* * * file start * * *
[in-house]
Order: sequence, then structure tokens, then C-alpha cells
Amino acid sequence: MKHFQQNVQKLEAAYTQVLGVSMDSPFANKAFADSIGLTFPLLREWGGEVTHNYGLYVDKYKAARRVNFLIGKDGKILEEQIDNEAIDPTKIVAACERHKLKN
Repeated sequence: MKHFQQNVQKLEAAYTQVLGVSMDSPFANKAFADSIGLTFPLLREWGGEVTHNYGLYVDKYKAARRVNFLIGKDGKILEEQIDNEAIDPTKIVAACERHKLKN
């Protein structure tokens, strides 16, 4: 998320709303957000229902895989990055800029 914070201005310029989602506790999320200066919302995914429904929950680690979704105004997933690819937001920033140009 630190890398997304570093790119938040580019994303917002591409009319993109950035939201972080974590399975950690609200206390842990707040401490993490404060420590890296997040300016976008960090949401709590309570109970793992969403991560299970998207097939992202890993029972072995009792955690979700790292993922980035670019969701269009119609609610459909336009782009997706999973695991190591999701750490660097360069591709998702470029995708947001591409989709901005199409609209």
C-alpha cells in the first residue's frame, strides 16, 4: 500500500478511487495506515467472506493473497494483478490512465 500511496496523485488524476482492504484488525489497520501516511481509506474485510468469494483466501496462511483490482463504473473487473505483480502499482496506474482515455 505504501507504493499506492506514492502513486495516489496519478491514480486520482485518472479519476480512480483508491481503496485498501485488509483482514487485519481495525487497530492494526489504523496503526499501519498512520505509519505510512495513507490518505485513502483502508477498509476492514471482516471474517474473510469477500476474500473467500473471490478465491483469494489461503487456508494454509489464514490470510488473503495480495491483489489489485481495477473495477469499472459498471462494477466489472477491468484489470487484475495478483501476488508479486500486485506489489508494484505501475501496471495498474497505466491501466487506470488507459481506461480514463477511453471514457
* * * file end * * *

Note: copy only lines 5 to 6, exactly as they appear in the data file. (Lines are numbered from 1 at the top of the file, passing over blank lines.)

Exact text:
């Protein structure tokens, strides 16, 4: 998320709303957000229902895989990055800029 914070201005310029989602506790999320200066919302995914429904929950680690979704105004997933690819937001920033140009 630190890398997304570093790119938040580019994303917002591409009319993109950035939201972080974590399975950690609200206390842990707040401490993490404060420590890296997040300016976008960090949401709590309570109970793992969403991560299970998207097939992202890993029972072995009792955690979700790292993922980035670019969701269009119609609610459909336009782009997706999973695991190591999701750490660097360069591709998702470029995708947001591409989709901005199409609209």
C-alpha cells in the first residue's frame, strides 16, 4: 500500500478511487495506515467472506493473497494483478490512465 500511496496523485488524476482492504484488525489497520501516511481509506474485510468469494483466501496462511483490482463504473473487473505483480502499482496506474482515455 505504501507504493499506492506514492502513486495516489496519478491514480486520482485518472479519476480512480483508491481503496485498501485488509483482514487485519481495525487497530492494526489504523496503526499501519498512520505509519505510512495513507490518505485513502483502508477498509476492514471482516471474517474473510469477500476474500473467500473471490478465491483469494489461503487456508494454509489464514490470510488473503495480495491483489489489485481495477473495477469499472459498471462494477466489472477491468484489470487484475495478483501476488508479486500486485506489489508494484505501475501496471495498474497505466491501466487506470488507459481506461480514463477511453471514457